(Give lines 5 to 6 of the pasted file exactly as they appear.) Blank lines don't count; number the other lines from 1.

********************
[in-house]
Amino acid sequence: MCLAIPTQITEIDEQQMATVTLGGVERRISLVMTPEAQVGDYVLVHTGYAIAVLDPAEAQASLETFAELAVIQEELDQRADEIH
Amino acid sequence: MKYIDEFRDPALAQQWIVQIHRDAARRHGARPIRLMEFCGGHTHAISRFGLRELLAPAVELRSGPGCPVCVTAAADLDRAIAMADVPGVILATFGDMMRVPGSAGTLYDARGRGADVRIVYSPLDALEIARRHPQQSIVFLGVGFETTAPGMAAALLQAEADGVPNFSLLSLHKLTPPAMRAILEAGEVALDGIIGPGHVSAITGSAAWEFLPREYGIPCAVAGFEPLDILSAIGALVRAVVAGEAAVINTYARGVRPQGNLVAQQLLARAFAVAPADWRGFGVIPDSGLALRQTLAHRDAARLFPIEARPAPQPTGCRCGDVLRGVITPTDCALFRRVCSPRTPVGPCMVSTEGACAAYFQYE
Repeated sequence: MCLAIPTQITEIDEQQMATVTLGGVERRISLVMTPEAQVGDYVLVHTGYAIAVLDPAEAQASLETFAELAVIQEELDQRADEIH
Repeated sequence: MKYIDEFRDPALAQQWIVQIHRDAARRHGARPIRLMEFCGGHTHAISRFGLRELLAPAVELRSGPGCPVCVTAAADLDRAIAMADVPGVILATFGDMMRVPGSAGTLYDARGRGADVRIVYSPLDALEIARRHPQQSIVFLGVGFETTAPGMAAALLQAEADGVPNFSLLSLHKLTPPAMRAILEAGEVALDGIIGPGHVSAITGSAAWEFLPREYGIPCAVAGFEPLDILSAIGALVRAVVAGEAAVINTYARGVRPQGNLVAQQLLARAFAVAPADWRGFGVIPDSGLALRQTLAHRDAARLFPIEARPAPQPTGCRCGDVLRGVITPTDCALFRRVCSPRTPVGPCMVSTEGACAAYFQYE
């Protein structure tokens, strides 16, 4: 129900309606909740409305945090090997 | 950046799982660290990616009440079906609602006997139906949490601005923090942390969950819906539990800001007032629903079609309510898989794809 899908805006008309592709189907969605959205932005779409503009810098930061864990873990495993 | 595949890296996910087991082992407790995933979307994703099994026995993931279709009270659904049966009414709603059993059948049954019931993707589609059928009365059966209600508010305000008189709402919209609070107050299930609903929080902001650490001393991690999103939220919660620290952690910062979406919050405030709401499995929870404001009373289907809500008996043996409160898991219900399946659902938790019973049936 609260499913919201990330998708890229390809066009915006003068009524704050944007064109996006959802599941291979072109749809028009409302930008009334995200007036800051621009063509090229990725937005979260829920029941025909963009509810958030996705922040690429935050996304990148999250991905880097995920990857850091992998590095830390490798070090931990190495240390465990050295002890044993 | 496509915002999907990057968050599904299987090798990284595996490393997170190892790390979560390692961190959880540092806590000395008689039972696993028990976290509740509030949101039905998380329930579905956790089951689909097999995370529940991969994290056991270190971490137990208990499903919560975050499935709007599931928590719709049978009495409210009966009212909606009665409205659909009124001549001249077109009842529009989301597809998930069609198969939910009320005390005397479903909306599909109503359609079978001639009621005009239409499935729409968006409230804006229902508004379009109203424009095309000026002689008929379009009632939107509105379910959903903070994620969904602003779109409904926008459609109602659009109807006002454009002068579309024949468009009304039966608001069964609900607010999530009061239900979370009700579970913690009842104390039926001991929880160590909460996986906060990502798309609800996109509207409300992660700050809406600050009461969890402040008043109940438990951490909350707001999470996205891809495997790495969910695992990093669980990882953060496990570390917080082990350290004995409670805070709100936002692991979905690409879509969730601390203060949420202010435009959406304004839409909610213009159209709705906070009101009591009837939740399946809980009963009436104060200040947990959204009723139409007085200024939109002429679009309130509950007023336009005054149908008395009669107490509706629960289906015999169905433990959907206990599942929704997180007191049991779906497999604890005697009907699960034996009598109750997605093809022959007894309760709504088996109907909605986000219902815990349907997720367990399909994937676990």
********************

Repeated sequence: MKYIDEFRDPALAQQWIVQIHRDAARRHGARPIRLMEFCGGHTHAISRFGLRELLAPAVELRSGPGCPVCVTAAADLDRAIAMADVPGVILATFGDMMRVPGSAGTLYDARGRGADVRIVYSPLDALEIARRHPQQSIVFLGVGFETTAPGMAAALLQAEADGVPNFSLLSLHKLTPPAMRAILEAGEVALDGIIGPGHVSAITGSAAWEFLPREYGIPCAVAGFEPLDILSAIGALVRAVVAGEAAVINTYARGVRPQGNLVAQQLLARAFAVAPADWRGFGVIPDSGLALRQTLAHRDAARLFPIEARPAPQPTGCRCGDVLRGVITPTDCALFRRVCSPRTPVGPCMVSTEGACAAYFQYE
């Protein structure tokens, strides 16, 4: 129900309606909740409305945090090997 | 950046799982660290990616009440079906609602006997139906949490601005923090942390969950819906539990800001007032629903079609309510898989794809 899908805006008309592709189907969605959205932005779409503009810098930061864990873990495993 | 595949890296996910087991082992407790995933979307994703099994026995993931279709009270659904049966009414709603059993059948049954019931993707589609059928009365059966209600508010305000008189709402919209609070107050299930609903929080902001650490001393991690999103939220919660620290952690910062979406919050405030709401499995929870404001009373289907809500008996043996409160898991219900399946659902938790019973049936 609260499913919201990330998708890229390809066009915006003068009524704050944007064109996006959802599941291979072109749809028009409302930008009334995200007036800051621009063509090229990725937005979260829920029941025909963009509810958030996705922040690429935050996304990148999250991905880097995920990857850091992998590095830390490798070090931990190495240390465990050295002890044993 | 496509915002999907990057968050599904299987090798990284595996490393997170190892790390979560390692961190959880540092806590000395008689039972696993028990976290509740509030949101039905998380329930579905956790089951689909097999995370529940991969994290056991270190971490137990208990499903919560975050499935709007599931928590719709049978009495409210009966009212909606009665409205659909009124001549001249077109009842529009989301597809998930069609198969939910009320005390005397479903909306599909109503359609079978001639009621005009239409499935729409968006409230804006229902508004379009109203424009095309000026002689008929379009009632939107509105379910959903903070994620969904602003779109409904926008459609109602659009109807006002454009002068579309024949468009009304039966608001069964609900607010999530009061239900979370009700579970913690009842104390039926001991929880160590909460996986906060990502798309609800996109509207409300992660700050809406600050009461969890402040008043109940438990951490909350707001999470996205891809495997790495969910695992990093669980990882953060496990570390917080082990350290004995409670805070709100936002692991979905690409879509969730601390203060949420202010435009959406304004839409909610213009159209709705906070009101009591009837939740399946809980009963009436104060200040947990959204009723139409007085200024939109002429679009309130509950007023336009005054149908008395009669107490509706629960289906015999169905433990959907206990599942929704997180007191049991779906497999604890005697009907699960034996009598109750997605093809022959007894309760709504088996109907909605986000219902815990349907997720367990399909994937676990």